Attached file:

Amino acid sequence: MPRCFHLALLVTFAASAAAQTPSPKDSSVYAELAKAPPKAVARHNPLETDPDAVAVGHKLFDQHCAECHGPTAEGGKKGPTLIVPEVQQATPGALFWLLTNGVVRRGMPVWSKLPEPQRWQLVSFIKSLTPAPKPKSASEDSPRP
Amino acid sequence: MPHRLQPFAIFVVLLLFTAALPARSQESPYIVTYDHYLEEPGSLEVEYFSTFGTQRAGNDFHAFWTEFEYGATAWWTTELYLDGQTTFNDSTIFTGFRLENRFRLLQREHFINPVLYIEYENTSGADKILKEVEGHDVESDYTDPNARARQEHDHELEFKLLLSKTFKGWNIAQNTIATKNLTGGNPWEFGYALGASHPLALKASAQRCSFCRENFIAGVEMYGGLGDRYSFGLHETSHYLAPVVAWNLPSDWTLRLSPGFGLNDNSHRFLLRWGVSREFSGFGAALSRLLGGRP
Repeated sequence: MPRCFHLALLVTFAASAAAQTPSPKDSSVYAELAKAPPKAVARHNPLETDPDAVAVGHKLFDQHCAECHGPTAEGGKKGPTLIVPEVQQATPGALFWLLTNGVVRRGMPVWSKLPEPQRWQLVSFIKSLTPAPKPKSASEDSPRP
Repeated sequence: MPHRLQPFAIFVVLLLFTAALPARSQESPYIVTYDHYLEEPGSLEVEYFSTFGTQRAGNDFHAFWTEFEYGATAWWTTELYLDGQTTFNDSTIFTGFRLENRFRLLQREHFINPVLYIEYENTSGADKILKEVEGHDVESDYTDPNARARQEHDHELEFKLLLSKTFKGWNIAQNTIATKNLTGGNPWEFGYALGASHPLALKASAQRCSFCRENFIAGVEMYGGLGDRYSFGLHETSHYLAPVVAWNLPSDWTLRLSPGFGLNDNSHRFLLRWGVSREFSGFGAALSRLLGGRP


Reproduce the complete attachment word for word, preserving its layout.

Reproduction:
Amino acid sequence: MPRCFHLALLVTFAASAAAQTPSPKDSSVYAELAKAPPKAVARHNPLETDPDAVAVGHKLFDQHCAECHGPTAEGGKKGPTLIVPEVQQATPGALFWLLTNGVVRRGMPVWSKLPEPQRWQLVSFIKSLTPAPKPKSASEDSPRP
Amino acid sequence: MPHRLQPFAIFVVLLLFTAALPARSQESPYIVTYDHYLEEPGSLEVEYFSTFGTQRAGNDFHAFWTEFEYGATAWWTTELYLDGQTTFNDSTIFTGFRLENRFRLLQREHFINPVLYIEYENTSGADKILKEVEGHDVESDYTDPNARARQEHDHELEFKLLLSKTFKGWNIAQNTIATKNLTGGNPWEFGYALGASHPLALKASAQRCSFCRENFIAGVEMYGGLGDRYSFGLHETSHYLAPVVAWNLPSDWTLRLSPGFGLNDNSHRFLLRWGVSREFSGFGAALSRLLGGRP
Repeated sequence: MPRCFHLALLVTFAASAAAQTPSPKDSSVYAELAKAPPKAVARHNPLETDPDAVAVGHKLFDQHCAECHGPTAEGGKKGPTLIVPEVQQATPGALFWLLTNGVVRRGMPVWSKLPEPQRWQLVSFIKSLTPAPKPKSASEDSPRP
Repeated sequence: MPHRLQPFAIFVVLLLFTAALPARSQESPYIVTYDHYLEEPGSLEVEYFSTFGTQRAGNDFHAFWTEFEYGATAWWTTELYLDGQTTFNDSTIFTGFRLENRFRLLQREHFINPVLYIEYENTSGADKILKEVEGHDVESDYTDPNARARQEHDHELEFKLLLSKTFKGWNIAQNTIATKNLTGGNPWEFGYALGASHPLALKASAQRCSFCRENFIAGVEMYGGLGDRYSFGLHETSHYLAPVVAWNLPSDWTLRLSPGFGLNDNSHRFLLRWGVSREFSGFGAALSRLLGGRP